KVIC proposes lifting of “Export Prohibition” on Bamboo Charcoal for Higher Profitability of Bamboo Industry

0
14
Comprehensive Economic Partnership Agreement

Delhi, Feb 28
Khadi and Village Industries Commission (KVIC) has urged Government to lift the “export prohibition” on bamboo charcoal for optimum utilization of raw bamboo and higher profitability in the bamboo industry. One of the biggest challenges that the Indian bamboo industry faces today is the extremely high input cost owing to inadequate utilization of bamboo. However, export of bamboo charcoal would ensure complete utilization of the bamboo waste and thus make the bamboo business more profitable.

KVIC Chairman Shri Vinai Kumar Saxena has written to Union Minister of Commerce and Industries, Shri Piyush Goyal, seeking to lift the export restriction on bamboo charcoal for larger benefit of the bamboo industry.

In India, bamboo is mostly used in manufacturing of Agarbatti wherein, a maximum of 16%, i.e. the upper layers of the bamboo, is used for manufacturing of bamboo sticks while the remaining 84% of bamboo is a complete waste. The Bamboo waste generated in Agarbatti and bamboo craft industries is not being utilized commercially, as a result, the Bamboo input cost for Round Bamboo Sticks is in the range of Rs 25,000 to Rs 40,000 per MT as against the average Bamboo cost of Rs 4,000 to Rs 5,000 per MT. Compared to this, the Bamboo price in China is Rs 8,000 to Rs 10,000 per MT but their input cost is Rs 12,000 to Rs 15,000 per MT owing to 100% waste utilization.

KVIC Chairman Shri Saxena said the bamboo waste can be best utilized by making “Bamboo Charcoal” which, though, has a very limited use within the domestic market but it is hugely in demand in the international market. However, the Indian bamboo industry is not able to tap the opportunity due to its “export prohibition”. Considering the repeated requests of the industry, KVIC has requested the government to consider lifting the export restriction on bamboo charcoal. He said this would not only enable the industry to exploit huge global demand but also enhance the profitability of existing KVIC units by proper utilisation of bamboo waste and thus contribute to the PM’s vision of “Waste to Wealth.

Notably, the world import demand of bamboo charcoal has been hovering in the range of USD 1.5 to 2 billion and has been growing at the rate of 6% in recent years. Bamboo Charcoal for Barbeque sells for about Rs 21,000 to Rs 25,000 per ton in the international market. Besides, it is also used for soil nutrition and as a raw material for manufacturing Activated Charcoal. Rising import demand is witnessed in countries like USA, Japan, Korea, Belgium, Germany, Italy, France and UK at negligible import duty.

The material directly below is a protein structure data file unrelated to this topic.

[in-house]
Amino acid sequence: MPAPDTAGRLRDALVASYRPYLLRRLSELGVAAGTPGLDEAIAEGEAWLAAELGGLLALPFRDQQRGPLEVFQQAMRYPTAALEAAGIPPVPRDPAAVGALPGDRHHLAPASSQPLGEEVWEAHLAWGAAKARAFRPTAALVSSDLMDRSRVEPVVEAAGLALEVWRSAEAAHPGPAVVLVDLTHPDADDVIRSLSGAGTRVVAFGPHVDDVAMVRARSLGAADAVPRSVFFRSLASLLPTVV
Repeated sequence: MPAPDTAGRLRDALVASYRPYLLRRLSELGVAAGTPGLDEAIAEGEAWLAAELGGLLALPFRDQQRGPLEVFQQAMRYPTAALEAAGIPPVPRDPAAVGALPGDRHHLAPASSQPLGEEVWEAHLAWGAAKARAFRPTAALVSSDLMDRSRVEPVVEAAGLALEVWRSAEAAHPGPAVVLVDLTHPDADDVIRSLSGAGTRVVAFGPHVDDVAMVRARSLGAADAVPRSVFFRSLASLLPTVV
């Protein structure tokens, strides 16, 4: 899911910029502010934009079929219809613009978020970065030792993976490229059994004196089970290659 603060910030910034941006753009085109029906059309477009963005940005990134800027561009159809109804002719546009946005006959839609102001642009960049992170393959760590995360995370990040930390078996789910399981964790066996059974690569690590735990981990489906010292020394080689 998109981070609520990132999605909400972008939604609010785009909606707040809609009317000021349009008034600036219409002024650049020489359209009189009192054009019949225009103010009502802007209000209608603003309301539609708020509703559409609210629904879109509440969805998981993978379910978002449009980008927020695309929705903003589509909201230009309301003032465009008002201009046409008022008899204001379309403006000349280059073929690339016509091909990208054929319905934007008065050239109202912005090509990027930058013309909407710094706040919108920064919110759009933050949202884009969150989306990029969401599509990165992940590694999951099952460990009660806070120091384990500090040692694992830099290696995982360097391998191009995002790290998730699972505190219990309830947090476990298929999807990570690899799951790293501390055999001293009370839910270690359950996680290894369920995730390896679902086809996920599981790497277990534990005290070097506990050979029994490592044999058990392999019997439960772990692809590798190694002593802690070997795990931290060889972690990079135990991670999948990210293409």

It is pertinent to mention that an amendment in export policy for Bamboo products under the HS code 141100 was made in 2017, wherein exports of all the Bamboo products were kept in the OGL category and were “Free” to exports. However, exports of Bamboo Charcoal, Bamboo Pulp and unprocessed shoots were still kept under prohibited category.

Earlier, in order to create more employment in bamboo-based industries, particularly in Agarbatti industry, KVIC, in 2019, had requested the Government for policy changes in import of raw Agarbatti and import duty on round bamboo sticks that were heavily imported from Vietnam and China. Subsequently, in September 2019, the Ministry of Commerce “restricted” the import of raw Agarbatti and in June 2020, the Ministry of Finance increased the import duty on round bamboo sticks.

As an implication of the policy changes, Agarbatti and bamboo-craft industries in India have witnessed the revival of hundreds of closed units. After the policy changes, KVIC has set up 1658 new Agarbatti manufacturing units under its flagship Prime Minister’s Employment Generation Program (PMEGP). Similarly, 1121 new bamboo crafts related units, too, have been set up across the country. This has not only optimized the use of bamboo but also created sustainable employment in rural areas.

LEAVE A REPLY

Please enter your comment!
Please enter your name here